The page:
I think that scripture is fairly clear that it is our sin, and the death to which it leads, from which we are saved. We were in bondage to sin, but now we’re not, if we have confessed with our mouths/believed in our hearts, been baptized, or whatever your favorite flavor of salvation ritual may be. I think the thing is to recognize that we’re free. So the salvation (the authority to become the sons of God) is there for anyone who believes it’s there through the Name. If you don’t believe it’s there, then for you, it may as well not be there – until you do believe.
So . . . we are saved.
But, we are also BEING saved. It takes a long time for a slave to become free. A woman freed from literal chains of sexual slavery may take many years to recover her virtuous ways of thinking and being, to recover the lost image of purity in her own heart, her sense of her own worthiness and beauty and value. In the mean time, she may voluntarily enslave herself in many ways, including sexually. She is physically free to do as she will, but her psyche is still enslaved in so many ways. It’s easy to sympathize with the lady in question (in theory at least), but harder to sympathize with the man who just can’t seem to conquer his anger. The anger has been conquered in Christ, we say, yet this man continues to yield his members as instruments of unrighteousness unto sin (as Paul said). It will also take him time to apprehend and build on that freedom that Christ so dearly purchased for him. We ALL need to apprehend this freedom from sin, for even though we are free, sin (if we choose to continue in it) still leads to death. The death spoken of here obviously must refer mostly to spiritual death, since even the most pure amongst us still die physically.
And that leads to the third aspect of salvation --> the adoption of our bodies through the resurrection. Our physical bodies must be renewed and transformed; must die as a seed planted in the ground, in order to give birth to our spiritual bodies (which are still BODIES, according to Paul.) This happens at the resurrection, however that looks.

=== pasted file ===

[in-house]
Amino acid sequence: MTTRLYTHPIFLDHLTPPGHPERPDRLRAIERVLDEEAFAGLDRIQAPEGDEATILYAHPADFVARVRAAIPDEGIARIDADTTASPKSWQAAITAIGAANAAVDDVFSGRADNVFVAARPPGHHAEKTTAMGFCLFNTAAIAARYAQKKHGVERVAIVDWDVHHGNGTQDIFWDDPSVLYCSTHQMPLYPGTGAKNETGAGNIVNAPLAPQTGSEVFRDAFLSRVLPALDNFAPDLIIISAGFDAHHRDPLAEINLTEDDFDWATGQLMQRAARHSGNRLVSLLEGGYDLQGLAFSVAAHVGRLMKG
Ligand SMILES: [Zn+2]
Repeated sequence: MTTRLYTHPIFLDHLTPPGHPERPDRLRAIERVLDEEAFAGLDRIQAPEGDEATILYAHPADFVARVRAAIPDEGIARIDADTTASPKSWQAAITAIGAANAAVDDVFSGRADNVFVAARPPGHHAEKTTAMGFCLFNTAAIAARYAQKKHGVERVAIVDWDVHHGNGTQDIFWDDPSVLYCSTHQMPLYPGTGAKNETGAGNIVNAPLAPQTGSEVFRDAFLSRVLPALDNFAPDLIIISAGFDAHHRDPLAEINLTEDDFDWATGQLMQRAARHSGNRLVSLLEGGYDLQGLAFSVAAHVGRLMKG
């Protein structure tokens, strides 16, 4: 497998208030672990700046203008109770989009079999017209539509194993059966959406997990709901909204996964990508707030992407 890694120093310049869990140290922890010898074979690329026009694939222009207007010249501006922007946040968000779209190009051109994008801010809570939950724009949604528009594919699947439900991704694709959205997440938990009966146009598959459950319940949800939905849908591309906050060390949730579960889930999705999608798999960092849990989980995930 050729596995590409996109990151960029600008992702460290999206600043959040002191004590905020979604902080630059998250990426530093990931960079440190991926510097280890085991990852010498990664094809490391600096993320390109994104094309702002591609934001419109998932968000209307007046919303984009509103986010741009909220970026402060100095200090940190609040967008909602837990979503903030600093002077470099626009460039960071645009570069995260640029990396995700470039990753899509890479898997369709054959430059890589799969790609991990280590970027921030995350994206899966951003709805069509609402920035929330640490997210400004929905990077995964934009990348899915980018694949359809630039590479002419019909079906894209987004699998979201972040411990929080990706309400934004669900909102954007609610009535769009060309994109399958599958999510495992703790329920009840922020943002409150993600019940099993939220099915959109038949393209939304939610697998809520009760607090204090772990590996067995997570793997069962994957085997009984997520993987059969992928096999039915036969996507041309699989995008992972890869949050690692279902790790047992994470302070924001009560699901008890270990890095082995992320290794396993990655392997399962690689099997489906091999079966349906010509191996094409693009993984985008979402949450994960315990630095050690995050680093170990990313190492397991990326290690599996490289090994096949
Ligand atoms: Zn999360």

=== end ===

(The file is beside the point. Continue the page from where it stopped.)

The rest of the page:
I think that Paul’s “yet as through fire” and Jesus’ “you will all be sprinkled with fire” can happen now in this life or later in a life to come. This is the final purification of the believer, not necessarily the lake of fire, but the polishing of fire (as it were) for those who are already mostly ready – or at least somewhat advanced along the road. Everyone will travel that road with the help of the Good Shepherd, but some come sooner, some later. All need the freedom from sin that Christ bought for us through His death to this world, to sin, for the sake of Adam’s children. That having been said, all also need to make that journey from the place at which we are when we first believe to the place of blessedness, our forever home. For some, maybe it will be through a metaphorical “lake of fire” (and I think some of us have swum a few laps through that already) or maybe through a sprinkling of fire, but we all will approach the consuming fire who is our God. The question of intensity probably has something to do with the quantity and nature of the things left in us that can and must be consumed, and also, with our determination to hold on to and protect those things from the fire, or with the wiser inclination we ought to have, to present willingly ALL the chaff to be burned away.
That’s salvation, in my understanding – which is, I know, incomplete. Great topic, Lancia!